Little-Known Fact: Native American rock art found in Horseshoe Canyon is believed to date to the Late Archaic period (1700 B.C. to A.D. 500).
A hiker. It was just after sunrise when I spotted him moving over the slickrock along Deadman’s Trail, one of the three established routes into Horseshoe Canyon. I’d spent three days exploring the canyon’s length and this was the first person I encountered. After a brief greeting we continued on our separate courses. Hikers you run across in this area haven’t come seeking the company of others. They’re after the solitude found in this pristine desert canyon.
Horseshoe Canyon winds through an isolated region of central Utah. The canyon is bounded by the Green River to the north and extends south to Hans Flat. In 1971 Congress designated a six-mile stretch of the canyon as a detached portion of Canyonlands National Park.
Horseshoe Canyon houses some of the most impressive examples of prehistoric rock art found anywhere in North America. There are both petroglyphs, designs etched into rock, as well as pictographs, designs painted on the rock face. The Great Gallery, with its imposing figures stretching 100 feet across the canyon walls, is arguably the premier rock art panel of the entire Canyonlands region. There are human-size pictographs as well, broad-shouldered figures with large hollow eyes, numerous animal shapes, and an excellent example of Kokopelli, a humpbacked, flute-playing character from Pueblo lore.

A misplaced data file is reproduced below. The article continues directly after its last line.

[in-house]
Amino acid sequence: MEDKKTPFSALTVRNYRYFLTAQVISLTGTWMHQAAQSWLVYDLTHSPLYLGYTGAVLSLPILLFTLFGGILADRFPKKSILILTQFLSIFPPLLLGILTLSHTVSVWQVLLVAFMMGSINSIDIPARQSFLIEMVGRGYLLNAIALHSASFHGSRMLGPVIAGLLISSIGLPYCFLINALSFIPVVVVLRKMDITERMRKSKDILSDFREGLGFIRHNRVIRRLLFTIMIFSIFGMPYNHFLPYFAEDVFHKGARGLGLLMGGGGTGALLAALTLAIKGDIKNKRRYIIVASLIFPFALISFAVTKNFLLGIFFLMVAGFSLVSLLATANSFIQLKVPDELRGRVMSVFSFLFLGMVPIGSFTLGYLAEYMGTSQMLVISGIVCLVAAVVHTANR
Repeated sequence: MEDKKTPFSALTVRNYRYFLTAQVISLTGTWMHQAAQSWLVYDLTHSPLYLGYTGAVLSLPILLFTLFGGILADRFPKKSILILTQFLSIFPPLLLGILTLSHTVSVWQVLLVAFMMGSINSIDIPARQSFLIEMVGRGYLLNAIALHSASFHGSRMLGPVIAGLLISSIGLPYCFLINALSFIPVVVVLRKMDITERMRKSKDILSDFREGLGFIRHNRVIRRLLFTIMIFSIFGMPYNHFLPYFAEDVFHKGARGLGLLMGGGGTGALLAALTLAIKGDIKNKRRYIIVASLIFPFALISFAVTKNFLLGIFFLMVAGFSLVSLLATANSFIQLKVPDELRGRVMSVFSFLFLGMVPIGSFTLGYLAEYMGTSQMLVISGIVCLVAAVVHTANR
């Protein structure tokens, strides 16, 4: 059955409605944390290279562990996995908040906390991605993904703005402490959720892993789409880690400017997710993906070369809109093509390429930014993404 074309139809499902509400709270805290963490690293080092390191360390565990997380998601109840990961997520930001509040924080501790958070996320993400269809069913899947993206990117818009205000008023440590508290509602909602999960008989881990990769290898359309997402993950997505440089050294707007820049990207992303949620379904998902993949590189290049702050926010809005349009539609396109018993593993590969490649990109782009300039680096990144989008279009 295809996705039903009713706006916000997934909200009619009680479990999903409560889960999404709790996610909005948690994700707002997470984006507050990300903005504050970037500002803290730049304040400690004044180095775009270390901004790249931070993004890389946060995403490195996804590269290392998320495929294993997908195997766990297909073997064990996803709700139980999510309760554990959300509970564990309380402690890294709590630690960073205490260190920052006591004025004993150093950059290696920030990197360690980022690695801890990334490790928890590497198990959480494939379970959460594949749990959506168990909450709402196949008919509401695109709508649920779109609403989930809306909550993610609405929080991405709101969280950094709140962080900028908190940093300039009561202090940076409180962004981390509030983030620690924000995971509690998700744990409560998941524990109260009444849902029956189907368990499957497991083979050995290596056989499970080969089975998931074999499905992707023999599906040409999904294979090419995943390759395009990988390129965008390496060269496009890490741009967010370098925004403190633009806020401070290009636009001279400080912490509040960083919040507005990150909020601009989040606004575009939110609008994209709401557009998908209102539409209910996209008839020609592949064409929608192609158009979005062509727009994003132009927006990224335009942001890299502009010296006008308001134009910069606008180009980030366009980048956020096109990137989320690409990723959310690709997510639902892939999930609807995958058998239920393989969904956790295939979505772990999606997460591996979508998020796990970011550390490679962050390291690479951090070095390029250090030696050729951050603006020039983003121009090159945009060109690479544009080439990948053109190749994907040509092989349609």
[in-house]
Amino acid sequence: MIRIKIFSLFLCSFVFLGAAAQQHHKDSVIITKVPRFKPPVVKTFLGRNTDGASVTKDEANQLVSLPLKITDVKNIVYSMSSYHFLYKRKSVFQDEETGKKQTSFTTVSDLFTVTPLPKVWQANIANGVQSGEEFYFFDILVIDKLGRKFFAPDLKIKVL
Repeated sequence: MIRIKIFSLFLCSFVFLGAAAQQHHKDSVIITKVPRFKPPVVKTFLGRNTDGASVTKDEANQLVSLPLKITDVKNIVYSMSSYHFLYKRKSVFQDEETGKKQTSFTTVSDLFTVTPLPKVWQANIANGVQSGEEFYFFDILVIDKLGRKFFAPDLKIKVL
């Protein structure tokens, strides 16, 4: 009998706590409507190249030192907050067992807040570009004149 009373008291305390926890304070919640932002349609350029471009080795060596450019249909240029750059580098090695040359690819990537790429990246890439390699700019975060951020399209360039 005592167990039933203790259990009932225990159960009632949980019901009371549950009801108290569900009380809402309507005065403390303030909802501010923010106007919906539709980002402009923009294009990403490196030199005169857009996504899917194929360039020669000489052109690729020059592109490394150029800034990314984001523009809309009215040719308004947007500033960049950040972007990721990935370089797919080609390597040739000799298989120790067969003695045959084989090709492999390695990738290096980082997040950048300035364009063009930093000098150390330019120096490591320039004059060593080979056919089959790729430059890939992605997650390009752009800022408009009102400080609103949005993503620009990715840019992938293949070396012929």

Archaeologists are unsure which prehistoric culture created the rock art. For centuries, the canyon was an area of cultural overlap for both the Fremont and Anasazi tribes. While the Anasazi, which translates from the Navajo as “enemy ancestors,” and the Fremont left extensive ruins and rock-art sites scattered throughout the Canyonlands, these pictographs are unique in appearance.
History aside, the canyon offers striking natural beauty. Barrier Creek is an intermittent ribbon of life that flows through the canyon. The shimmering green canopies of cottonwood trees provide a striking contrast against the towering sandstone walls. At times, the canyon seems like an open-air sanctuary of sandstone, where the all-encompassing quiet is broken only by the occasional cry of a Kestrel overhead or the petulant squawking of ravens in a cottonwood.